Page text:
Marble Countertops

CORIAN. A manmade material once highly touted because of its promise of durability, some experts say it scratches and nicks easily. But it can be repaired, and seams can be concealed, and it offers an affordable price at $35 to $65 per square foot.

QUARTZ. A hard-working, highly durable, and low-maintenance manmade or engineered counterpart to “real” stone, quartz comes in a huge assortment of colors and patterns. Easy to cut, install, and detail, Kaufman likes them for contemporary settings and used the material in his own kitchen.

One of quartz’s biggest pros is that it has consistent patterns and colors, which make seams less visible, Burden says. At the same time, it’s not 100 percent bulletproof. “It’s as durable as granite, but care is still needed,” he says. Prices have dropped to $50 to $125 per square foot, making it generally competitive with granite, though, as with other materials, installation influences price.

QUARTZITE. Quartzite is the real McCoy with a crystallized rock surface. It’s more durable and denser, and less porous than marble, says Pascal. It comes in a range of colors, some softer looking than the 1970s vibrant green and blue granites, says Kaufman. Prices are comparable to granite—$40 to $95 per square foot. Two downsides: Some slabs are half the size of granite, and some are more prone to etching, says Burden.

SLATE. Rarely suggested because of its high cost—$150 to $170 per square foot, but less expensive examples can be imported from China. Slate is soft and can scratch.

Slate Countertop

STAINLESS STEEL. For those who favor an industrial, even restaurant vibe, and a surface that hot pots and pans won’t easily damage, stainless steel is a great choice. But like home owners who favor marble, buyers of stainless should prepare for scratches—as well as fingerprints. As with marble, some are willing to take the risk. Adkins prefers stainless as an accent, perhaps paired on an island with reclaimed wood to break up the surface. It runs $70 to $150 per square foot finished and requires a seasoned installer.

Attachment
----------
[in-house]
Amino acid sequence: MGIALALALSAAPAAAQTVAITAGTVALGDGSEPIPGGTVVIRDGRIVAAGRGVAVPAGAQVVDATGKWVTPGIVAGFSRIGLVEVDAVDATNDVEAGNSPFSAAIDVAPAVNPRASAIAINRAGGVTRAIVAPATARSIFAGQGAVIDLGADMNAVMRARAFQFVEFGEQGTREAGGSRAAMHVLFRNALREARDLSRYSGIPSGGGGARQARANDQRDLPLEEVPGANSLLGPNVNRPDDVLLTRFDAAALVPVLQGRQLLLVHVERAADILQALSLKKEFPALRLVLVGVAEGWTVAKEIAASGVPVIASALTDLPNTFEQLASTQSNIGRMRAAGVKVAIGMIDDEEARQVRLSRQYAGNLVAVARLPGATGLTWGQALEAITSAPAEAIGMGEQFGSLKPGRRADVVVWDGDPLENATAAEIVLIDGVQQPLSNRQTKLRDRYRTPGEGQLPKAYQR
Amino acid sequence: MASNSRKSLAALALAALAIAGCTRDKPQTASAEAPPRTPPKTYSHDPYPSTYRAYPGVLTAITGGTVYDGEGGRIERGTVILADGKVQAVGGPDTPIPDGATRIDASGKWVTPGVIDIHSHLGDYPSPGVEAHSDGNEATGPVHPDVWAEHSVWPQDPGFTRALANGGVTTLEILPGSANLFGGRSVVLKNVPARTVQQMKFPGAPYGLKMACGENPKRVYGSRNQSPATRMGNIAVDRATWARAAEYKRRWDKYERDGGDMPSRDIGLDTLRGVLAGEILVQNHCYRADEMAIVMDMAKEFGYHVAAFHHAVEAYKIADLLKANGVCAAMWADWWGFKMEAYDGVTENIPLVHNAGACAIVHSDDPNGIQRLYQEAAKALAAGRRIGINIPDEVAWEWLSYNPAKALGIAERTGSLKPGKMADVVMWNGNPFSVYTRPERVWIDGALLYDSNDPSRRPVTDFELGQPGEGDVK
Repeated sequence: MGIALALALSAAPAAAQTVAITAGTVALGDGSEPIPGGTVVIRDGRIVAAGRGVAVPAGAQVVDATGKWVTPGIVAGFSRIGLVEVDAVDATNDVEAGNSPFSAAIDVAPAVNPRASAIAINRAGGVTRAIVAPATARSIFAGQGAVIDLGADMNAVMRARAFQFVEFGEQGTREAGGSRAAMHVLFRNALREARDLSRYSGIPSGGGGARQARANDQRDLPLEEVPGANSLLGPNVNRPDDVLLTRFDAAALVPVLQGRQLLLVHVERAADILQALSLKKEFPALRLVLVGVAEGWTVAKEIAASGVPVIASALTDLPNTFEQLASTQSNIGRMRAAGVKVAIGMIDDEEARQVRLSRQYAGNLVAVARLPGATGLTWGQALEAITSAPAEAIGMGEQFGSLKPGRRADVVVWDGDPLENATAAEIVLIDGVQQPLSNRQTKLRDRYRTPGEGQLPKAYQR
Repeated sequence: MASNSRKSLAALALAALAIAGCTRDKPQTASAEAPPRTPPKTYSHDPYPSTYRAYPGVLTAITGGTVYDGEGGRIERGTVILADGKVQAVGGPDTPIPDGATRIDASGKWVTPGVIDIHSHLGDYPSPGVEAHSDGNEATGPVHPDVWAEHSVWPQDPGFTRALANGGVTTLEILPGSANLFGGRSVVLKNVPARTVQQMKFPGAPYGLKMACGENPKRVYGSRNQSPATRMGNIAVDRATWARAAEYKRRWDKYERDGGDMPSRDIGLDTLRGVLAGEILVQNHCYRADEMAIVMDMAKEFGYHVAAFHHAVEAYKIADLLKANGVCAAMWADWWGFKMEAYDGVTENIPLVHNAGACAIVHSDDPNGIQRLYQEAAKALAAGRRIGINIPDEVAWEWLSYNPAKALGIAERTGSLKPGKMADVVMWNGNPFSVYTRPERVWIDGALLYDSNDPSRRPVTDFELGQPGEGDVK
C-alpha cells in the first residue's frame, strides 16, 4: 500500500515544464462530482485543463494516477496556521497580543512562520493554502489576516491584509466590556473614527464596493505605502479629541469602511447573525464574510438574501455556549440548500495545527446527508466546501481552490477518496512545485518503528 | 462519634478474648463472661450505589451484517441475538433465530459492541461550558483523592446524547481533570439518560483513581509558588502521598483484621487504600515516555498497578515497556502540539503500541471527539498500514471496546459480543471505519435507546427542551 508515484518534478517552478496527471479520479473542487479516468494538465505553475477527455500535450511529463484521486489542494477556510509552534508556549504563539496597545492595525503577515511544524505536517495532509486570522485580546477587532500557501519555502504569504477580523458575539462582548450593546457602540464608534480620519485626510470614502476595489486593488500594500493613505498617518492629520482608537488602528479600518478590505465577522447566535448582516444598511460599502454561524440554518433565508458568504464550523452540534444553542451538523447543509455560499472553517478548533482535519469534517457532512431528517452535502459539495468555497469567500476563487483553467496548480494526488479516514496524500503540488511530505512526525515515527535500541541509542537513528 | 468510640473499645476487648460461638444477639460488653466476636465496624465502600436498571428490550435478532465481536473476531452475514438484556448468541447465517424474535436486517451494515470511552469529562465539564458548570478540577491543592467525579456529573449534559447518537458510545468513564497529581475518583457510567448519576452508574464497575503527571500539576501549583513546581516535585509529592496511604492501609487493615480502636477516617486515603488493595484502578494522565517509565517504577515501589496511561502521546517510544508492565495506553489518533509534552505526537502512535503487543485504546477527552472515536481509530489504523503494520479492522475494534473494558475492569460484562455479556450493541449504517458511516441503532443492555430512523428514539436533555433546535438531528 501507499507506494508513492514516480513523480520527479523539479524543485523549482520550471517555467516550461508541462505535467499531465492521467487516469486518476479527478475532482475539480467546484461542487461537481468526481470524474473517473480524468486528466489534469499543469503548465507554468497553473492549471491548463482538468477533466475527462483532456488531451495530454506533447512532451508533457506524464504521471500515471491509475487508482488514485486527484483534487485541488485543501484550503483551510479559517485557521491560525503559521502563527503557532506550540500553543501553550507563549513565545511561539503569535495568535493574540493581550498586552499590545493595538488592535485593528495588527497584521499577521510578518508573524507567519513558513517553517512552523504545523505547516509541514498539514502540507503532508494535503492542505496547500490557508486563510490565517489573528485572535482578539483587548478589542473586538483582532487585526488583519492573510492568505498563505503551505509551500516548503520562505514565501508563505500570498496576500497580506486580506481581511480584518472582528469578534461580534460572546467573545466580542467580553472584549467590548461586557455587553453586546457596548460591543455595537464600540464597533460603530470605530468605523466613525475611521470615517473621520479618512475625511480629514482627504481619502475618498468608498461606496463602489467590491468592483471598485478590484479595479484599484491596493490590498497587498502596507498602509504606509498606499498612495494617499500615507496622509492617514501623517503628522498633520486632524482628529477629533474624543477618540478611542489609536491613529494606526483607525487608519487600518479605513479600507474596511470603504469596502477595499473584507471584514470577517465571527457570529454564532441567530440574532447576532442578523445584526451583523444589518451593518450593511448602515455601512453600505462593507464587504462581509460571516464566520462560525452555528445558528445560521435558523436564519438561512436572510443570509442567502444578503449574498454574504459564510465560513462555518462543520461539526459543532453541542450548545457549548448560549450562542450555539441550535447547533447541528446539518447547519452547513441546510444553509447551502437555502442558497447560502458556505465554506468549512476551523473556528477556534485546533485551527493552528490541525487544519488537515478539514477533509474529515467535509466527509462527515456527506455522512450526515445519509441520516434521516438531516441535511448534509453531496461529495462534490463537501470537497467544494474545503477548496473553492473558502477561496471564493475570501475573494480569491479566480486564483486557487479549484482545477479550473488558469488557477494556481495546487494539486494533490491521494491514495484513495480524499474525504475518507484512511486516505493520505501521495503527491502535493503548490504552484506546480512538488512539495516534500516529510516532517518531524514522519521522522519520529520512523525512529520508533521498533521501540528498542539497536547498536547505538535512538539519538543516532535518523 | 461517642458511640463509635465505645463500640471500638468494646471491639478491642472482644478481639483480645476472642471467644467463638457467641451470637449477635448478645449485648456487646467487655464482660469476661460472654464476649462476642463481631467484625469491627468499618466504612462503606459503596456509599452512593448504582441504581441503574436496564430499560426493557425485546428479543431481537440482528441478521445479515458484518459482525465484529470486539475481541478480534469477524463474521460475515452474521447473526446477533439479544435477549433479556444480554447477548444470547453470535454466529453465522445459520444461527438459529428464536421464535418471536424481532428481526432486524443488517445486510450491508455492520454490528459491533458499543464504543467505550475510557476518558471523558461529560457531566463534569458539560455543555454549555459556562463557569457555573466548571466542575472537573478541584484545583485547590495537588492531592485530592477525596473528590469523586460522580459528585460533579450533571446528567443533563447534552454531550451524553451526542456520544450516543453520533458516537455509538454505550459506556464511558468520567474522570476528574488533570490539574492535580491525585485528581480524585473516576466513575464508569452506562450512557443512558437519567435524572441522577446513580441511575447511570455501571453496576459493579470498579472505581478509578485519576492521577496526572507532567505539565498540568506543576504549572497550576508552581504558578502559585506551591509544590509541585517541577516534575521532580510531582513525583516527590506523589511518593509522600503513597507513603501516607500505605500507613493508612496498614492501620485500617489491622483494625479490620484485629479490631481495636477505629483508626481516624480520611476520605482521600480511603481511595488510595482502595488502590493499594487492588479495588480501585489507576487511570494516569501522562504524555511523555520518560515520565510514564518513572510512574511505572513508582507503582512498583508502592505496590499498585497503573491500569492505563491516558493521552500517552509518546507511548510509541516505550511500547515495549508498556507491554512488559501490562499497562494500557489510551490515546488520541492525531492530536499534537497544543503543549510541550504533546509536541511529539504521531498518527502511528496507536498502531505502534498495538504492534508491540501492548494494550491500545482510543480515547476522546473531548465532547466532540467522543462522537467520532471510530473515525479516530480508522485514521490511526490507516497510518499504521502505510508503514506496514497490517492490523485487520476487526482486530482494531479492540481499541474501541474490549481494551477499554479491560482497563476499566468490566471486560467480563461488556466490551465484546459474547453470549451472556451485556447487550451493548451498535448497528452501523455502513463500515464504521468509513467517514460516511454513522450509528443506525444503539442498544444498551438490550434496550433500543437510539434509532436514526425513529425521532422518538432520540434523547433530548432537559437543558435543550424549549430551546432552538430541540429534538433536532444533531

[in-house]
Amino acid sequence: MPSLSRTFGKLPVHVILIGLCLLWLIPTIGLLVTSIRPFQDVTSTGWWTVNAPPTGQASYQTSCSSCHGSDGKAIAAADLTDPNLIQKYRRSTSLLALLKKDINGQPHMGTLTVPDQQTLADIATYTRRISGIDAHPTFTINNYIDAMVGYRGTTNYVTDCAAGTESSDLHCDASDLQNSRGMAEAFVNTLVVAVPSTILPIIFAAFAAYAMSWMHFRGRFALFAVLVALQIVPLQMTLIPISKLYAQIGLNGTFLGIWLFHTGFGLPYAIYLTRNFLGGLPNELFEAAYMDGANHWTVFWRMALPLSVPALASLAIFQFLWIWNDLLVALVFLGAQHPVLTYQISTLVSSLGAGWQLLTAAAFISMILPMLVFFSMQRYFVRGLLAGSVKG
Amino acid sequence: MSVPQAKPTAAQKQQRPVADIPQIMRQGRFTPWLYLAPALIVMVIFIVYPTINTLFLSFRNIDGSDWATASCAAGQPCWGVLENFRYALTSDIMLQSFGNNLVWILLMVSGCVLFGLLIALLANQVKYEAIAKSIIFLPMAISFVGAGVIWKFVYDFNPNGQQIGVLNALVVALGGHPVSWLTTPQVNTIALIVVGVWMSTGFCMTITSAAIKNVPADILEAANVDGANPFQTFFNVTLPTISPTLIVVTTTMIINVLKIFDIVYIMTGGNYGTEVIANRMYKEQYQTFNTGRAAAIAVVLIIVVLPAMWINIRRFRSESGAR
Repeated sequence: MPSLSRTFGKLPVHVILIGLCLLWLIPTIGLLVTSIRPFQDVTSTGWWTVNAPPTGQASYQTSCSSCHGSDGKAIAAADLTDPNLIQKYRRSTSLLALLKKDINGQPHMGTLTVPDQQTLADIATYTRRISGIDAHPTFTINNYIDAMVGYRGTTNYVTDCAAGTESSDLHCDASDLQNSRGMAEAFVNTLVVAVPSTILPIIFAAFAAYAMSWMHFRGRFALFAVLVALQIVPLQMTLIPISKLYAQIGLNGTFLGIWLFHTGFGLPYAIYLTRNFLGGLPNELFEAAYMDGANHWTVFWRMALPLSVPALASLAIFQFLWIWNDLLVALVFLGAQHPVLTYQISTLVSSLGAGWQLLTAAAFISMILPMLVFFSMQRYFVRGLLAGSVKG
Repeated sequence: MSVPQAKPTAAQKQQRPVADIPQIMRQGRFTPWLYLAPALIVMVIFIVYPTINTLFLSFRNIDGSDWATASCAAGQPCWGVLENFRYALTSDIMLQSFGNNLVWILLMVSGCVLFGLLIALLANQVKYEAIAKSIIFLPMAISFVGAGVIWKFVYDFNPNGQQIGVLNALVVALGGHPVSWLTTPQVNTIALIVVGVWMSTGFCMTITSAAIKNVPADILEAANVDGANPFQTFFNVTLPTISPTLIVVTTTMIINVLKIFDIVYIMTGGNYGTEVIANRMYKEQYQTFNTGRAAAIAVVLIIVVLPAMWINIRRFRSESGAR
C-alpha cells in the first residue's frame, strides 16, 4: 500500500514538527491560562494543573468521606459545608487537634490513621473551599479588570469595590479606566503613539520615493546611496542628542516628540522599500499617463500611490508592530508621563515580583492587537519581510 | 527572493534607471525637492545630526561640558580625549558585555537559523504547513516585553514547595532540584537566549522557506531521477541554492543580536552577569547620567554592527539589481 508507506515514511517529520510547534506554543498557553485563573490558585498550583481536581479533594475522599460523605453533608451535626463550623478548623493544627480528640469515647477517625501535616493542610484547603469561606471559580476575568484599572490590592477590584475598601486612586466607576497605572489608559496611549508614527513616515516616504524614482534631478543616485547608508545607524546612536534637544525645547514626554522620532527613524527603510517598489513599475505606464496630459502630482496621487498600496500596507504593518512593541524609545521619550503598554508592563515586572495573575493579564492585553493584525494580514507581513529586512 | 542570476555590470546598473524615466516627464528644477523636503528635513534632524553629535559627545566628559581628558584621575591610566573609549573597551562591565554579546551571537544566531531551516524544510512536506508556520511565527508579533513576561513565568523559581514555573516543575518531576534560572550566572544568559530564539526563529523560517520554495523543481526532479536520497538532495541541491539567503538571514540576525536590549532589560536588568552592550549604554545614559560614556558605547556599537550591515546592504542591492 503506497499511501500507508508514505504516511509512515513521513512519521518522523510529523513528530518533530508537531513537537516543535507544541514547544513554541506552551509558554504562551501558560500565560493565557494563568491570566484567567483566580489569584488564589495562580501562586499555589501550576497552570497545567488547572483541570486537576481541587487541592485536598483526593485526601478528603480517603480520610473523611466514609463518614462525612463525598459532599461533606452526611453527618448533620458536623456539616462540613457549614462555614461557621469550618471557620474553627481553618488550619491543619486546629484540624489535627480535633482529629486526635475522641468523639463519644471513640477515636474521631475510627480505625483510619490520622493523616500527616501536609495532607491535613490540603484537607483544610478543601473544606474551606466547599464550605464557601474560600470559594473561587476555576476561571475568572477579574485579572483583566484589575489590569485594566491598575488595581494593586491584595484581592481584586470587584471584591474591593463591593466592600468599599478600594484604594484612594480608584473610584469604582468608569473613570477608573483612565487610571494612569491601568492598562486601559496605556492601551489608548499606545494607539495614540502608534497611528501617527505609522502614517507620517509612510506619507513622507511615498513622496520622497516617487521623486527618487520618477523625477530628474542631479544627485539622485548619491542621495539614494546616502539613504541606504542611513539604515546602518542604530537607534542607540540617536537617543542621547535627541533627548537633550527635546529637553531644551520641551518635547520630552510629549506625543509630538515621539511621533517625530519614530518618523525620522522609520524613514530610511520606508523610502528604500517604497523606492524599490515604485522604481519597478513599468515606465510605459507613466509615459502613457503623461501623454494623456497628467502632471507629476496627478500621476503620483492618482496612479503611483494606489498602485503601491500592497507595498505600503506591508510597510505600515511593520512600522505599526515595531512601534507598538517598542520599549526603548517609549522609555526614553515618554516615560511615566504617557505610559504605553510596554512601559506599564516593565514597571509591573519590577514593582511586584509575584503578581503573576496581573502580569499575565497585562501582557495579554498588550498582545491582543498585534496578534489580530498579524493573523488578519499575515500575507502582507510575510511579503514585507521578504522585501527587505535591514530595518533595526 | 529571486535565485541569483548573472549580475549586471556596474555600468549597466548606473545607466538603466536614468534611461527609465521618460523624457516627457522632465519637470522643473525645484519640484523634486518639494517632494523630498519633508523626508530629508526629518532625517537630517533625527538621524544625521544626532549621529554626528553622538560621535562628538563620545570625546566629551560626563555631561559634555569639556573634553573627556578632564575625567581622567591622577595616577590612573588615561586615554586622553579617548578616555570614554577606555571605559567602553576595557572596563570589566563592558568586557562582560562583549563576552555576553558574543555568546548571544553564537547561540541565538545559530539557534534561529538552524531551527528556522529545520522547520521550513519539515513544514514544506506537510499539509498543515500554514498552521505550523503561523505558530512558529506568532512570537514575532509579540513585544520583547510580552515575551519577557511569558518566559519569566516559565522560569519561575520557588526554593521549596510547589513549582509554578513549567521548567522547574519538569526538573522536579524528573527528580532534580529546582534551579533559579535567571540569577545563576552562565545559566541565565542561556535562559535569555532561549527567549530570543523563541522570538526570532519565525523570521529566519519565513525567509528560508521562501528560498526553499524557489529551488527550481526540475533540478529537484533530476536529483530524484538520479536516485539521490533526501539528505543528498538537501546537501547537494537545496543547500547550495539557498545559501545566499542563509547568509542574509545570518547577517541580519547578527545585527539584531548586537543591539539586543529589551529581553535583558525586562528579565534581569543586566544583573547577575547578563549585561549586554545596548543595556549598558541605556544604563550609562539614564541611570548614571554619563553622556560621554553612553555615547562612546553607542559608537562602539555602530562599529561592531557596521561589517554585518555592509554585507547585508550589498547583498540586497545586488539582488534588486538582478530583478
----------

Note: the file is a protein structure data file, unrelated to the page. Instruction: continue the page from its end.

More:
GLASS. Hard, luminous, and able to be tinted to glorious hues, glass is a “green” countertop material made from recycled glass pieces (with other materials sometimes added), says Kaufman. Glass ranges from $60 to $100 a square foot. Adkins prefers a thicker fabrication of one-quarter to three-quarters of an inch.
RECLAIMED WOOD, BUTCHER BLOCK, BAMBOO. Wood warms a kitchen visually because of its graining. Scratches can be sanded away, it’s highly durable, and it can be sealed and oiled to make it look new. Kaufman says it works extremely well for a butcher block, perhaps on an island. It should be used thick—at least 2 inches, says Burden. The cost remains affordable at $35 to $40 a square foot. Reclaimed wood is more expensive—as much as $75 to $225 a square foot because of the difficulty of securing it, but it’s gorgeous and durable. Popular species include walnut, cherry, and maple. Bamboo can be porous and unable to take high heat.

Wood Countertop

LAMINATE. Still the most affordable choice, averaging $22 to $45 per square foot, and available in numerous colors and patterns, laminate is made better today and often available for a fast transformation for resale. Warning: Some buyers expect fancier choices. Laminate can be scorched and seem ho-hum as compared to stone materials.

Laminate Countertops

Source:  Realtor Magazine

Thursday, November 21, 2013

Weekend Happenings: Take In A Play

While there doesn't seem to be any huge events or even small ones this weekend, that doesn't mean there's nothing to do.  The Twin Cities Metro area has one of the country's best arts scenes.  So our suggestion for this weekend is to take in a bit of theater. 

Children's Theater Company
2400 3rd Ave. S.
Minneapolis, MN 55404-3597
Nov. 12, 2013 through Jan. 5, 2014
7:00 p.m. every Thu., Fri. until January 5
2:00 p.m. every Sat., Sun. until January 5

Cost:  $10 and up


The holiday hit is back and everyone is raving about this raucous production updated to wondrously wacky perfection. You have not truly experienced the magic and spectacle of the downtrodden would-be princess until you’ve seen it at CTC performed in the enduringly popular panto style with the cross-dressing stepsisters everyone loves to hate. The CTC acting company turns this classic fairy tale on its head with side-splitting physical comedy and enough romance and splendor to soften hearts and inspire audiences of all ages to seek their happily ever after.  Source:  Children's Theater Company

A Christmas Carol
Guthrie Theater
818 S. 2nd St.
Minneapolis,MN 55415
Now through Dec. 29, 2013
7:30 p.m. every Wed., Thu., Fri., Sat. until December 29
1:00 p.m. every Sun. until December 29
7:00 p.m. every Sun. until December 29
Cost:  $34 to $85 

A Christmas Carol